The eight launch maps in Battlefield V don’t just set the mood. Most of them are functional improvements over Battlefield 1’s coverless meat-grinders called maps. The aforementioned Twisted Steel is easily the highlight, with a massive destroyed bridge creating a tug-of-war centerpiece for the vehicular mayhem in the surrounding swamps and village outposts. Arras is another incredibly strong map, its quaint French hamlet, complete with a church and bell tower, providing plenty of cover for intense close-quarters gunfights while the surrounding rapeseed fields are one of the most visually striking motifs ever in a Battlefield map. Not all of them are winners—Fjell 652’s empty mountains feel like a minor Star Wars Battlefront map, and Hamada’s massive scale doesn’t work well with every mode—but Battlefield V might have the most complete, balanced set of maps of any recent game in the series at launch.
They’re strong settings for Battlefield V’s new multiplayer showcase, Grand Operations, an extended grab bag of the series’ best-of modes with a few new additions to boot. On paper, Grand Operations should be an exciting addition: a two-map match that features three or four different attack-defense modes where two teams of 32 face off. In practice, it’s a slightly more disjointed and less climactic version of Battlefield 1’s plain old Operations.
Each Grand Operation starts with Airborne, one of Battlefield V’s two new modes, where the attacking team parachutes onto the map and tries to blow up four different artillery positions. It should be fun, and the theatrics of jumping out of a plane down to the ground, where the waiting enemy team takes potshots from behind sandbags, can definitely get the blood pumping, but it suffers from a lack of balance, mainly in how the attacking bomb carrier is always tagged so defenders know exactly where the attack is coming from. The fact that you even have to pick up bombs after parachuting and carry them from the same spot every time makes defending way too easy, but at least it feels like a Battlefield mode.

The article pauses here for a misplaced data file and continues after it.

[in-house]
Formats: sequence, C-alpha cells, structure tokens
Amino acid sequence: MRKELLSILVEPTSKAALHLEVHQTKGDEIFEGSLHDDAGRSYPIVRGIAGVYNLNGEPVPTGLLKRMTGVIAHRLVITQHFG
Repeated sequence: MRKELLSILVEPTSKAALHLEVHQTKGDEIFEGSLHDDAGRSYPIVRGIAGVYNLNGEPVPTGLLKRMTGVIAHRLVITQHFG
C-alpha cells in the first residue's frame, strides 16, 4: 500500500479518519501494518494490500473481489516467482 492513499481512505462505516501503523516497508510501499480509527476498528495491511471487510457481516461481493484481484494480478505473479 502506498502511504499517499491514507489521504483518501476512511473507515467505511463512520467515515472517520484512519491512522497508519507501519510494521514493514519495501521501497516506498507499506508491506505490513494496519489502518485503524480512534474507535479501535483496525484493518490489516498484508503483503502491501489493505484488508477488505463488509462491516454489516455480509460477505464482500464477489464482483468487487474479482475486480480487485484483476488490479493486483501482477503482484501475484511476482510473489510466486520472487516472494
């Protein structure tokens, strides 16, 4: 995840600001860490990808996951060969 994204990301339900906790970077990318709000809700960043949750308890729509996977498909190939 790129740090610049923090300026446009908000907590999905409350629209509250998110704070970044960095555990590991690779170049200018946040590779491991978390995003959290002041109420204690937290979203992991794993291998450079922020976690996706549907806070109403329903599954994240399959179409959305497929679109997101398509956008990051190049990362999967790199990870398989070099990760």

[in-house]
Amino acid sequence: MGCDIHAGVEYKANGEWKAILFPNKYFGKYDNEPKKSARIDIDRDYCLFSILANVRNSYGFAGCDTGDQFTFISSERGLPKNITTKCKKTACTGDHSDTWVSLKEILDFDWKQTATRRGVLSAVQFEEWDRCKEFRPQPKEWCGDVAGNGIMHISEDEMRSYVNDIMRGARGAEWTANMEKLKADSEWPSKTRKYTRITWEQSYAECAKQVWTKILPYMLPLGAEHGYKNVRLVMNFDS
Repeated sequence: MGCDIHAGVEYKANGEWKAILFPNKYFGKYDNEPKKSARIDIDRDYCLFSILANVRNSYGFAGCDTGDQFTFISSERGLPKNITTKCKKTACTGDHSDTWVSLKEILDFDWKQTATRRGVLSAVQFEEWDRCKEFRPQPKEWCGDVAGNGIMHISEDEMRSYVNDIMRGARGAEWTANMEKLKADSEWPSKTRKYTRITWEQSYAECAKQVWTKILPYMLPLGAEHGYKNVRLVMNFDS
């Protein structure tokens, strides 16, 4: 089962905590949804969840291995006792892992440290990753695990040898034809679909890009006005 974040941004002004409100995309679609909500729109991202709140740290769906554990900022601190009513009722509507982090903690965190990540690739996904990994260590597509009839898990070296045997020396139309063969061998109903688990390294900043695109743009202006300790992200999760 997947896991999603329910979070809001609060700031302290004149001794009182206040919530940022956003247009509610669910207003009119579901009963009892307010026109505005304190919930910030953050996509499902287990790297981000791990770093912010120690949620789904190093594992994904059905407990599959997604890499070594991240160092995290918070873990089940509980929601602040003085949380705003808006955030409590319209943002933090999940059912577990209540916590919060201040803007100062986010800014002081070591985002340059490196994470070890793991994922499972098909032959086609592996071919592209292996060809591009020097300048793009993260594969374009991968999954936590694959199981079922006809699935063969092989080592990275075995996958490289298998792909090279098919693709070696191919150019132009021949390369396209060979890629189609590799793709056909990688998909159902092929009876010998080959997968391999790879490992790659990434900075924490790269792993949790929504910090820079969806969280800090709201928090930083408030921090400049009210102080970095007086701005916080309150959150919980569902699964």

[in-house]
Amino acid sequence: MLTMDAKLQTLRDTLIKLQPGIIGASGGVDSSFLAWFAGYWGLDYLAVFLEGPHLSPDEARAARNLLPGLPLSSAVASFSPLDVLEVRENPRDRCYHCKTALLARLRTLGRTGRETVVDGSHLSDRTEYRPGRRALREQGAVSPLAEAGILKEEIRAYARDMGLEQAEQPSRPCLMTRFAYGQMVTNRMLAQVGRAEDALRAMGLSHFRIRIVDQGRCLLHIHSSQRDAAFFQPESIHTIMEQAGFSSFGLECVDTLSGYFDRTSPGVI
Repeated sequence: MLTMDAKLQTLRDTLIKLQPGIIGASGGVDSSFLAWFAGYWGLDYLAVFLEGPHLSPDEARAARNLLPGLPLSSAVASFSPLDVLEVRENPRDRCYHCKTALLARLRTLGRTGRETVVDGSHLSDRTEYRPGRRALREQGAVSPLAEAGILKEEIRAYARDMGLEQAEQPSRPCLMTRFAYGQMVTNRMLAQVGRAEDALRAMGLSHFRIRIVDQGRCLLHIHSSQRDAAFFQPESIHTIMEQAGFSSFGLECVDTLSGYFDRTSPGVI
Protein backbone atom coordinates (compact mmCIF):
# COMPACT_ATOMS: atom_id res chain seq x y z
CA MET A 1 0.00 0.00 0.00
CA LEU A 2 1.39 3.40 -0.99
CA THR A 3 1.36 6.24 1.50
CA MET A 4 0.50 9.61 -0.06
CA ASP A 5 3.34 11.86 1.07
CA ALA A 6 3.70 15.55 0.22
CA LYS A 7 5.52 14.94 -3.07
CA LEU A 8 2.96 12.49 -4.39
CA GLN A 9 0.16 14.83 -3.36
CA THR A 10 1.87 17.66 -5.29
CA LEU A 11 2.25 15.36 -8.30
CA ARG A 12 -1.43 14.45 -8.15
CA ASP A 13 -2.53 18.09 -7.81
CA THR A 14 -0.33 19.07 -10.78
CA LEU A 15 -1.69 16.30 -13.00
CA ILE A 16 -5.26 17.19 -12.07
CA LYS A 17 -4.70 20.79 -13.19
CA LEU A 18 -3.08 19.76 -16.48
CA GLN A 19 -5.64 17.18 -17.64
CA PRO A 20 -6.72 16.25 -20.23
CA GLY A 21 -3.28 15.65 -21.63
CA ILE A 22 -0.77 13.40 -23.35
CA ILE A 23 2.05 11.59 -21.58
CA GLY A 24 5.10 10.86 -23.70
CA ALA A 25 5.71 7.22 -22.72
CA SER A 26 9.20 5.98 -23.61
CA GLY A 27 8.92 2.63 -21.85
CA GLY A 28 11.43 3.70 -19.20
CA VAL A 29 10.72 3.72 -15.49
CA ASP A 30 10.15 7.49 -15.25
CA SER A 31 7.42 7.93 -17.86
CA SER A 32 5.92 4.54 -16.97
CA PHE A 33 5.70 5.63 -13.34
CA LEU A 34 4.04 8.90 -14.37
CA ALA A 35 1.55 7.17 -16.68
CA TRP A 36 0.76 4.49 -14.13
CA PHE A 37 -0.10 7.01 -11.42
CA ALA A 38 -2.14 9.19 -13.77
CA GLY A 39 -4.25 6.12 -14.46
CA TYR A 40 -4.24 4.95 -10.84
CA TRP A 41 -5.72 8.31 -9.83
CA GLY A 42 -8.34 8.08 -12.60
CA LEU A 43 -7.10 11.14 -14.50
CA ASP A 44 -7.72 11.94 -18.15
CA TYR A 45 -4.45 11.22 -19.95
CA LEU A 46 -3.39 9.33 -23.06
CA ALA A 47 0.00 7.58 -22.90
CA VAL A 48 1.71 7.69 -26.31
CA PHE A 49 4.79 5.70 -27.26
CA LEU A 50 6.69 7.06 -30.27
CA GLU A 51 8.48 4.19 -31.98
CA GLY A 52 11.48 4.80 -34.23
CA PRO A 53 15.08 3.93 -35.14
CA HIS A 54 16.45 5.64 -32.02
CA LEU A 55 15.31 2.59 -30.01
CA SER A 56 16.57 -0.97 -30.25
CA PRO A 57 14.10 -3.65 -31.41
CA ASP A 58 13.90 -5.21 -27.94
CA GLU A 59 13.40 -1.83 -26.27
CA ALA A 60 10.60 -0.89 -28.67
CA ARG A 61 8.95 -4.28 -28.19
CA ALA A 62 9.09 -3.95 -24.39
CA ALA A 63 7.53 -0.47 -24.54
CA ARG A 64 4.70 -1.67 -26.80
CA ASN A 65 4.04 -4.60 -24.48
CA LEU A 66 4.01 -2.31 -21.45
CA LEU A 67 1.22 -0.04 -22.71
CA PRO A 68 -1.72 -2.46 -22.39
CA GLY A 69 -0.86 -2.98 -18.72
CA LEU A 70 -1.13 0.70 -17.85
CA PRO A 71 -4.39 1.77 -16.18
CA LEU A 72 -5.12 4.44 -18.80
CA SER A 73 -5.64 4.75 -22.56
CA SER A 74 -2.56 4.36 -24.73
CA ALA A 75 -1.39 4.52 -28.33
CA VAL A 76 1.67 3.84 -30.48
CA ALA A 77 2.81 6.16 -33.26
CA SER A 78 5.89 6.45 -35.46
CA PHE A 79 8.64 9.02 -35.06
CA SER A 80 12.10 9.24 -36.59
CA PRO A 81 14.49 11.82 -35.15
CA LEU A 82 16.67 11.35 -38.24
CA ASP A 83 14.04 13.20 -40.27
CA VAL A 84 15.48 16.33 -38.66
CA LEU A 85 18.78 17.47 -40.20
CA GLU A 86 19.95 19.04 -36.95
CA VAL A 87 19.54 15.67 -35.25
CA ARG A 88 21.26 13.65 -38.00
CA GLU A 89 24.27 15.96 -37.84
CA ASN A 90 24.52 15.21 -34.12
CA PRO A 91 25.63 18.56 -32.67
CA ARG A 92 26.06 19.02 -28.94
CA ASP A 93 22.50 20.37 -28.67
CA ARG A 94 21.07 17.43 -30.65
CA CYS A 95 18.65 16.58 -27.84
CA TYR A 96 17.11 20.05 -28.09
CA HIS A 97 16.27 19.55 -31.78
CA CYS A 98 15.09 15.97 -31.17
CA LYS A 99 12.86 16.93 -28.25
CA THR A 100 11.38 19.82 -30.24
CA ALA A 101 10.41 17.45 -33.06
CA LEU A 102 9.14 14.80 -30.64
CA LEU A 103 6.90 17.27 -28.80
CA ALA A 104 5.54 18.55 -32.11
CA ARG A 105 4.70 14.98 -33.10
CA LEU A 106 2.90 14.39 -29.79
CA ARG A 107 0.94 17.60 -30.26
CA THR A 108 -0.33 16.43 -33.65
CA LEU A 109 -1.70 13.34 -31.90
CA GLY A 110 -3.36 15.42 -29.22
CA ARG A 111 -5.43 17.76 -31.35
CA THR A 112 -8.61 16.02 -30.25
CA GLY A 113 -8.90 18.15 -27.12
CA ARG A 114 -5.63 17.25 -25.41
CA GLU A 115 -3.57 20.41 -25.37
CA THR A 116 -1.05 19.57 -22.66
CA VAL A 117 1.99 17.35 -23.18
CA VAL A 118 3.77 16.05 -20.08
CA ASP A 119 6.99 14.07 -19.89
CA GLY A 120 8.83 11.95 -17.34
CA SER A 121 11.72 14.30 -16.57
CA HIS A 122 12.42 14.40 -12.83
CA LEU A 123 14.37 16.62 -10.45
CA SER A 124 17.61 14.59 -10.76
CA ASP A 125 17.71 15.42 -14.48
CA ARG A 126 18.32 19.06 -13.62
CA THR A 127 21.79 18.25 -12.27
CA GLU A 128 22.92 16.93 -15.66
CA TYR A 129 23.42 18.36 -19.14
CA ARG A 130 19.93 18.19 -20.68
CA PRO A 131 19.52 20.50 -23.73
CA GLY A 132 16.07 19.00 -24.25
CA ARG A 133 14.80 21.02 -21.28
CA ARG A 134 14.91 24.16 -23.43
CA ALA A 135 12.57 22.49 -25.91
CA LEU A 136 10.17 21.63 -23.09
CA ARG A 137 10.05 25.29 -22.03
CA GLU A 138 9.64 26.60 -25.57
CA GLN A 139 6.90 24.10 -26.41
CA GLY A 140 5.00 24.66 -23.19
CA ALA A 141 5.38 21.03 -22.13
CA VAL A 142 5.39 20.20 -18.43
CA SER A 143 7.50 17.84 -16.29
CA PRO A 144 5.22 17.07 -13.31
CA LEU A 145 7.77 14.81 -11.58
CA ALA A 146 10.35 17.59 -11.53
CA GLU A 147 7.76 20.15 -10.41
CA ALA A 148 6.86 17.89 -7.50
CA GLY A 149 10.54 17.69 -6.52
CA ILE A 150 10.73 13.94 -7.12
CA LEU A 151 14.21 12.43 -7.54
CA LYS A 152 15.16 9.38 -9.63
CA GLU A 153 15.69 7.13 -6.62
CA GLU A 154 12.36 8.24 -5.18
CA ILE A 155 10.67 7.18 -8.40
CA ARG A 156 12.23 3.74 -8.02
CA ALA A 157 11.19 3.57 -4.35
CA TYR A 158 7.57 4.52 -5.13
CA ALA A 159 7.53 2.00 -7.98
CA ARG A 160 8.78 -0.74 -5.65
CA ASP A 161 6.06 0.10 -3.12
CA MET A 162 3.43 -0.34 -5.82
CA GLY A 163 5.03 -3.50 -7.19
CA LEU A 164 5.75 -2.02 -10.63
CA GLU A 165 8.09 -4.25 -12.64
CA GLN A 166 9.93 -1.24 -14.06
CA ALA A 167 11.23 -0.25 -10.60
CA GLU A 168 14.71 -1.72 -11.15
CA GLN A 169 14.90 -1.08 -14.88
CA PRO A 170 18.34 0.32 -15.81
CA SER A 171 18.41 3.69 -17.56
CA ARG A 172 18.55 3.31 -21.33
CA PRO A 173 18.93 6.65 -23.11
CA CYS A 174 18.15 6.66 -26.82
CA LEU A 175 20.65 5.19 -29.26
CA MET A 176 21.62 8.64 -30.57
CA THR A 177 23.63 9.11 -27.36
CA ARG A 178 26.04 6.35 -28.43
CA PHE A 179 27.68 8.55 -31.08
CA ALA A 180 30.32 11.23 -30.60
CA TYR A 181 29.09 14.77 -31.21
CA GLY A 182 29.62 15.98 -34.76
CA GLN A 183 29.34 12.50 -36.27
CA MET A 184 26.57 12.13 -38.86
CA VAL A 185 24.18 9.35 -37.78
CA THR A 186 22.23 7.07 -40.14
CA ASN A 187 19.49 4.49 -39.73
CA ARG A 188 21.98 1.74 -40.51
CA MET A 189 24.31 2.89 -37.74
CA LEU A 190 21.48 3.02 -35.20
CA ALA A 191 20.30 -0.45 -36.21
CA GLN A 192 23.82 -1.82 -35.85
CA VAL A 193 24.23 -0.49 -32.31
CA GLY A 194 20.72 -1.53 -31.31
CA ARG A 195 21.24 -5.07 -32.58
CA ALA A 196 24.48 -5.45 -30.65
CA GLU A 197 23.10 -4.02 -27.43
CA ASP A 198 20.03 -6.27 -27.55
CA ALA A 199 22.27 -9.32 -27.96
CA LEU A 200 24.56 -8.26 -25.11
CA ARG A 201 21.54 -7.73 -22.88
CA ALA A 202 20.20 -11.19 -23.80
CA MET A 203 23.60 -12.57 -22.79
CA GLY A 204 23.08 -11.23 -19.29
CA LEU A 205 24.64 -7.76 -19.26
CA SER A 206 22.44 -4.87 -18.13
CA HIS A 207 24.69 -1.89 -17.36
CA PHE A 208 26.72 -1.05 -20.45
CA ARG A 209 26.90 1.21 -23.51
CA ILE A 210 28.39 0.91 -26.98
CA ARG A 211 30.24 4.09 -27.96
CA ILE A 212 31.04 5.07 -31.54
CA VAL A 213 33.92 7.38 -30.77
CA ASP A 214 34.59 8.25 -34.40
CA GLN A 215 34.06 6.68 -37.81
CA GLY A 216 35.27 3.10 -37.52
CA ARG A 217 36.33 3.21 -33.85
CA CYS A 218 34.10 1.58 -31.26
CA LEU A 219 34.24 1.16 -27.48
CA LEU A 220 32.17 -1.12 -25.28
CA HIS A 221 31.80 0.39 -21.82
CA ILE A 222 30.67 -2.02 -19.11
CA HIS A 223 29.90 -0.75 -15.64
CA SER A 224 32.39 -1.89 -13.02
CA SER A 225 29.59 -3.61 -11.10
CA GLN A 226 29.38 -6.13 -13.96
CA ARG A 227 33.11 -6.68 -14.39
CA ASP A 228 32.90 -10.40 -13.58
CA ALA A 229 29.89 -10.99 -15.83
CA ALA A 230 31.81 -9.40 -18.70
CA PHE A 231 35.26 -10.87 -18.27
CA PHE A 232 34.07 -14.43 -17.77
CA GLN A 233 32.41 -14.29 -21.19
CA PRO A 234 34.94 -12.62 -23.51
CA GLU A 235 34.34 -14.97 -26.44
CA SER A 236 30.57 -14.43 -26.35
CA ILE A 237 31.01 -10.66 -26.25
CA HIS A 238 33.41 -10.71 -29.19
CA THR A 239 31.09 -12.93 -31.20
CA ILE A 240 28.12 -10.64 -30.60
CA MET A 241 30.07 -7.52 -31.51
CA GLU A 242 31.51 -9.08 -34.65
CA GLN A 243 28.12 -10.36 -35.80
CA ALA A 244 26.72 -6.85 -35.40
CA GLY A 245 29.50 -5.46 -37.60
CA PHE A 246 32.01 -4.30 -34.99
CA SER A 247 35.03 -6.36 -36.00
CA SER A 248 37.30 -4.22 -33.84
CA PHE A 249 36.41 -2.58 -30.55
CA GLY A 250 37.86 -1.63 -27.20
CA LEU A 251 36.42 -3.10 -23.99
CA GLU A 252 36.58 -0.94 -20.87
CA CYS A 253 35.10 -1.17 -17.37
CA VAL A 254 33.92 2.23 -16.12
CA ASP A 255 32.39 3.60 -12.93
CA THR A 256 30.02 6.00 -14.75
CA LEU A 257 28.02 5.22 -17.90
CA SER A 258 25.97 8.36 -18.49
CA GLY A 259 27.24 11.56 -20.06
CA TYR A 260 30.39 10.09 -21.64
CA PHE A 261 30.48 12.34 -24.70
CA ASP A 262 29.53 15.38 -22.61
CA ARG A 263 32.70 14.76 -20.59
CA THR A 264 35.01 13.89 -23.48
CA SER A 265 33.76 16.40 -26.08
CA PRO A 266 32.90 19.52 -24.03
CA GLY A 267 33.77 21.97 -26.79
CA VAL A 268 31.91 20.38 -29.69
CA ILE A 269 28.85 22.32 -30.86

The other new mode, Final Stand, is an entirely different beast. This fourth-round mode only happens when the Grand Operation is tied after the first three rounds, and its irregularity as an occurrence mirrors its peculiarity as a 64-player Battlefield mode. It’s a last-player-standing mode where the map’s boundaries are constantly shrinking. Medics can still pick up downed teammates, but with Battlefield V’s new animation system, reviving a teammate will leave you vulnerable. Final Stand is fun as a curiosity, but it doesn’t exactly feel like a substantial addition to the series.